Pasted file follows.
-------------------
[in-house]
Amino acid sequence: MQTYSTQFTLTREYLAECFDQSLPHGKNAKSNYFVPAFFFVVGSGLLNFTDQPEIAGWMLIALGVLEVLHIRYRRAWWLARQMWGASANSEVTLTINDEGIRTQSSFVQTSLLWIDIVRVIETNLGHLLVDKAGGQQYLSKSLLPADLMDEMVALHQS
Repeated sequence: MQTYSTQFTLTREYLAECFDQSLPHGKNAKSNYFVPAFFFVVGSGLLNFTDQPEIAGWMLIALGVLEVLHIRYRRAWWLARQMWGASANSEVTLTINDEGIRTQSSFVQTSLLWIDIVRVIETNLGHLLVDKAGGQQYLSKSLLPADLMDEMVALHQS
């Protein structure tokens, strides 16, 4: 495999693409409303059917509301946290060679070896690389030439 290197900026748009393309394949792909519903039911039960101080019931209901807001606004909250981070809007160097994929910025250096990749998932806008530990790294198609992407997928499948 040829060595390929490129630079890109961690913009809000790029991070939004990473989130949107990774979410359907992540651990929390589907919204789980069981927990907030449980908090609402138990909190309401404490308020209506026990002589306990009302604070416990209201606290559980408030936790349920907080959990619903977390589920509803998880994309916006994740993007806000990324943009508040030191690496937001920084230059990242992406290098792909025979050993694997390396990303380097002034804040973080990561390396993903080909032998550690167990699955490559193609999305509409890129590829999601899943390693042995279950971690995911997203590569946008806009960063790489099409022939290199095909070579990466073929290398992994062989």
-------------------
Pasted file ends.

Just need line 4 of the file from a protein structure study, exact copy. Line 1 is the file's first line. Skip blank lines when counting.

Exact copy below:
């Protein structure tokens, strides 16, 4: 495999693409409303059917509301946290060679070896690389030439 290197900026748009393309394949792909519903039911039960101080019931209901807001606004909250981070809007160097994929910025250096990749998932806008530990790294198609992407997928499948 040829060595390929490129630079890109961690913009809000790029991070939004990473989130949107990774979410359907992540651990929390589907919204789980069981927990907030449980908090609402138990909190309401404490308020209506026990002589306990009302604070416990209201606290559980408030936790349920907080959990619903977390589920509803998880994309916006994740993007806000990324943009508040030191690496937001920084230059990242992406290098792909025979050993694997390396990303380097002034804040973080990561390396993903080909032998550690167990699955490559193609999305509409890129590829999601899943390693042995279950971690995911997203590569946008806009960063790489099409022939290199095909070579990466073929290398992994062989």